They were all defying Aristotle, who wrote, “Nobody can narrate what has not yet happened. If there is narration at all, it will be of past events, the recollection of which is to help the hearers to make better plans for the future.”The first true futurist in Asimov’s sense of the word was Jules Verne. In the 1860s, as railroad trains chugged across the countryside and sailing ships gave way to steam, he imagined vessels traveling under the sea, across the skies, to the center of the earth, and to the moon. We would say he was a man ahead of his time—he had an awareness, a sensibility, suited to a later era. Edgar Allan Poe was ahead of his time. The Victorian mathematician Charles Babbage and his protégé Ada Lovelace, forerunners of modern computing, were ahead of their time. Jules Verne was so far ahead of his time that he could never even find a publisher for his most futuristic book, Paris au XXe siècle, a dystopia featuring gas-powered cars, “boulevards lit as brightly as by the sun,” and machine warfare. The manuscript, handwritten in a yellow notebook, turned up in 1989, when a locksmith cracked open a long-sealed family safe.The next great futurist was Wells himself.We are all futurists now.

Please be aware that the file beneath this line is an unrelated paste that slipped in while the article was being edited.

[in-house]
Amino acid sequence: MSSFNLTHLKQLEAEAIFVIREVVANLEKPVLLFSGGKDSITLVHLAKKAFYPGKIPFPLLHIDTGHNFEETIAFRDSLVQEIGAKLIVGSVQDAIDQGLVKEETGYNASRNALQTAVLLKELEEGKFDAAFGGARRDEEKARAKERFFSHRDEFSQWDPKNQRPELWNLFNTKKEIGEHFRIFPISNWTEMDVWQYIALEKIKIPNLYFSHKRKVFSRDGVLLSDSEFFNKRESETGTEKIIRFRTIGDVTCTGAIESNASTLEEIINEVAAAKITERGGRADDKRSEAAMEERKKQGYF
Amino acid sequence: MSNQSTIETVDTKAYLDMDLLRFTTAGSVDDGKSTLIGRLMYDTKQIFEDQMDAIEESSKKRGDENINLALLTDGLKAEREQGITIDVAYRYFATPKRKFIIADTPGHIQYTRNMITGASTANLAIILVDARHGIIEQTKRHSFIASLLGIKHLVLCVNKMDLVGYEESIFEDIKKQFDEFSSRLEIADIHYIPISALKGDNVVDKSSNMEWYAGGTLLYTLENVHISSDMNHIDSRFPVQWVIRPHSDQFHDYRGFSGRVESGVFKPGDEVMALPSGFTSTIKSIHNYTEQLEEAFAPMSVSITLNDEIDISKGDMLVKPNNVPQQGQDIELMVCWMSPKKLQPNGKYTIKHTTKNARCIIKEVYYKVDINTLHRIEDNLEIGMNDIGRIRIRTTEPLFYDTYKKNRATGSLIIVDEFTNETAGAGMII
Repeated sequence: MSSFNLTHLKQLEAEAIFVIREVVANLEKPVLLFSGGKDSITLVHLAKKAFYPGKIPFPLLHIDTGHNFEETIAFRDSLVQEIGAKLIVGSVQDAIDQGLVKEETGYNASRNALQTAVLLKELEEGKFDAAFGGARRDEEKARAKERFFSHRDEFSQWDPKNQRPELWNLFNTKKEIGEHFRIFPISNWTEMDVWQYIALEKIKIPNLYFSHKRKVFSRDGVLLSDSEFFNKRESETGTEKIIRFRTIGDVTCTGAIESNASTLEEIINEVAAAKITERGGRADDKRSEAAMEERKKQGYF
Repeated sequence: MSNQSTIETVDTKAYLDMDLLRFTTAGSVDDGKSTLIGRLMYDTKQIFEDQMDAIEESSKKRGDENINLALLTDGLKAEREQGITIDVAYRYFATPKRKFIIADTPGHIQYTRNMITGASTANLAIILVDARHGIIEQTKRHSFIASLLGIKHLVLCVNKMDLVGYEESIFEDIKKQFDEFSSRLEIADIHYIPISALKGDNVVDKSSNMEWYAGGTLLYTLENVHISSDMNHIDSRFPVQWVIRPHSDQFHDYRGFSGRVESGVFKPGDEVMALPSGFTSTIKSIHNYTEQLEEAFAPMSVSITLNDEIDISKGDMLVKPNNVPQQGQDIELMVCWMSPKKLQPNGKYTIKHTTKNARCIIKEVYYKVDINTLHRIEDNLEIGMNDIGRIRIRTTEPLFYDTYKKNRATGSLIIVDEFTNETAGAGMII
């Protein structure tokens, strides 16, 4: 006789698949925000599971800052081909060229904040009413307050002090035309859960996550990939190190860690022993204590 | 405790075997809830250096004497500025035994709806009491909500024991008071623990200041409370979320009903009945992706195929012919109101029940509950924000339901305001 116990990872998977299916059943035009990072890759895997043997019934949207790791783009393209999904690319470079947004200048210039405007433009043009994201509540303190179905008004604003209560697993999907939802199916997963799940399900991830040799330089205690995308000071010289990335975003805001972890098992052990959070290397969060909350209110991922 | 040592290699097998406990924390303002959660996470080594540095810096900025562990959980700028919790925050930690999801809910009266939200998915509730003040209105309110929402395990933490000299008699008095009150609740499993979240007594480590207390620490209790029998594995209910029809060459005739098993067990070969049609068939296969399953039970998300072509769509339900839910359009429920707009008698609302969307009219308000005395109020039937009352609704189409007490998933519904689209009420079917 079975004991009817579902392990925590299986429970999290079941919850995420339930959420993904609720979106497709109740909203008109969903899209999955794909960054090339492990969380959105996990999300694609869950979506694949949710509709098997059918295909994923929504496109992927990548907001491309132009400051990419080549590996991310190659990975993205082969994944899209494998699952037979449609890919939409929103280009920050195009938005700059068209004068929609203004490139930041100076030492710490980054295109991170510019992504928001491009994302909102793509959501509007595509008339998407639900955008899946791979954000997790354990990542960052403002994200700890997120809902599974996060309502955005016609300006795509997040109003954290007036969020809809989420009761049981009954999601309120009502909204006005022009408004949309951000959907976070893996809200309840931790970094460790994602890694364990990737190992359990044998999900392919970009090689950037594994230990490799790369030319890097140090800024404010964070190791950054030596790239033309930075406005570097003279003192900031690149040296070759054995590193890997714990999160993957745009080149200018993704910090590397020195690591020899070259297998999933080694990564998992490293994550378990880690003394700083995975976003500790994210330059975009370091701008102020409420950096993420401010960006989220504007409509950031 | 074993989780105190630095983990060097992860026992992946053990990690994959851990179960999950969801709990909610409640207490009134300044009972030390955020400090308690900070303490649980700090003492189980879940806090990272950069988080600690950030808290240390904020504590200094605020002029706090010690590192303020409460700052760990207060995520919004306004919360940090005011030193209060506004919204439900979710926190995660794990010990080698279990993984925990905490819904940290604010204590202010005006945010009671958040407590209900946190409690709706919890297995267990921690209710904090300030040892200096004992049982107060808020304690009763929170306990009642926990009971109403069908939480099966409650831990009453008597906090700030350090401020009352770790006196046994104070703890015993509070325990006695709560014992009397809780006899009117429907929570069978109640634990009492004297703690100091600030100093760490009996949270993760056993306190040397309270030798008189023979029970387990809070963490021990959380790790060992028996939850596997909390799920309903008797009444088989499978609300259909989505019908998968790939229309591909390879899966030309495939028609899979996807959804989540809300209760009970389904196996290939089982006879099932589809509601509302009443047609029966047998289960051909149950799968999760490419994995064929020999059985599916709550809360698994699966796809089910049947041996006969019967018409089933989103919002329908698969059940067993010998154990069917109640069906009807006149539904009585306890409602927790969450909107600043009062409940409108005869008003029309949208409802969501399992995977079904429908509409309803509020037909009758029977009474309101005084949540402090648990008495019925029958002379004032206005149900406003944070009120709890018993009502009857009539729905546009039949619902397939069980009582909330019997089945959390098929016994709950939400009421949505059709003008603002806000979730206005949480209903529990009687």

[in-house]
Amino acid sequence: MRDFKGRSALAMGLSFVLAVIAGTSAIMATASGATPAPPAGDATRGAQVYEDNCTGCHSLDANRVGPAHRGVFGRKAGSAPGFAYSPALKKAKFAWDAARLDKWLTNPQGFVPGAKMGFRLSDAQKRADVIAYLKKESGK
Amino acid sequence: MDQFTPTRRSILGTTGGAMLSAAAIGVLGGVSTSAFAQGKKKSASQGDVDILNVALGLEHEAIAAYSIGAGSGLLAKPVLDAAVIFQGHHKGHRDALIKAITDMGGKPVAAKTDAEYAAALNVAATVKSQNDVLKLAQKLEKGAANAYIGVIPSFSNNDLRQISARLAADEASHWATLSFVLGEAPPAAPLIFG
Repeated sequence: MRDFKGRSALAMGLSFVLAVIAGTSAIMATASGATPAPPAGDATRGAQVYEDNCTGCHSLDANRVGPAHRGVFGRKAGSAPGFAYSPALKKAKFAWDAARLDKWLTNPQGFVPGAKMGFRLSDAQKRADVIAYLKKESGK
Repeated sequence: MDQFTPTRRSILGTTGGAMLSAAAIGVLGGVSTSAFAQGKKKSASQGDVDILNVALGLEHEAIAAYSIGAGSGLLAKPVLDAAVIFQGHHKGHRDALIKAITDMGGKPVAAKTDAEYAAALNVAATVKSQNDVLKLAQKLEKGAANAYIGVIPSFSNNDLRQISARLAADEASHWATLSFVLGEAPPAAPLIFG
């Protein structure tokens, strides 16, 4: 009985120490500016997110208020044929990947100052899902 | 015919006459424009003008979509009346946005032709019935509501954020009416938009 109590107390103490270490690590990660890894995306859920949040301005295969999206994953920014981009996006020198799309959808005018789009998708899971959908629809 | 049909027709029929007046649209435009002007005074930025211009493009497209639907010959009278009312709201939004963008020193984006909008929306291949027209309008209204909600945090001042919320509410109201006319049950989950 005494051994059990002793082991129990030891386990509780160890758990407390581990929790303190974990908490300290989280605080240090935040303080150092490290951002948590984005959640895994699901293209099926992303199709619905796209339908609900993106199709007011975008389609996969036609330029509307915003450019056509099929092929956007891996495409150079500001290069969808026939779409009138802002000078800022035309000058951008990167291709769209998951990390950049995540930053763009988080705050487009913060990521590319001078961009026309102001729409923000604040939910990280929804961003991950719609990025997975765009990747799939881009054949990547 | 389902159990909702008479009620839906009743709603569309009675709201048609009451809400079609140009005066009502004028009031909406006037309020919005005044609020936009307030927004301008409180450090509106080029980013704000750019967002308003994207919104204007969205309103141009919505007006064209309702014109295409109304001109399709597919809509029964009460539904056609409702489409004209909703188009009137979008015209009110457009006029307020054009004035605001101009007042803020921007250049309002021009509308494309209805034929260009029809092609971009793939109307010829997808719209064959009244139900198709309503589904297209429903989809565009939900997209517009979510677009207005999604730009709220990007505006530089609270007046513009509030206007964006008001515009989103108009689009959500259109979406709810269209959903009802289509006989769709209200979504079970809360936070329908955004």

H. G. Wells talked about “futurity” at the turn of the century, and then the word futurism was hijacked by a group of Italian artists and protofascists. Filippo Tommaso Marinetti published his “Futurist Manifesto” in the winter of 1909 in La Gazzetta dell’Emilia and Le Figaro, declaring himself and his friends to be free at last—free of the past.An immense pride was buoying us up, because we felt ourselves alone at that hour, alone, awake, and on our feet, like proud beacons or forward sentries against an army of hostile stars….“Andiamo,” I said. “Andiamo, amici!”…And like young lions we ran after death, [etc.]The manifesto included eleven numbered items. Number one: “We intend to sing the love of danger…” Number four was about fast cars: “We affirm that the world’s magnificence has been enriched by a new beauty: the beauty of speed. A racing car whose hood is adorned with great pipes, like serpents of explosive breath.” The futuristi created just one of the many twentieth-century movements that proudly defined themselves as avant-garde—eyes fixed forward, escaping the past, striding into the future.When Asimov used the word, he meant something more basic: a sense of the future as a notional place, different, and perhaps profoundly different, from what has come before. Through most of history, people could not see the future that way. Religions had no particular thought for the future; they looked toward rebirth, or eternity—a new life after death, an existence outside of time. Then, finally, humanity crossed a threshold of awareness. People began to sense that there was something new under the sun. Asimov explains:Before we can have futurism, we must first recognize the existence of the future in a state that is significantly different from the present and the past. It may seem to us that the potential existence of such a future is self-evident, but that was most definitely not so until comparatively recent times.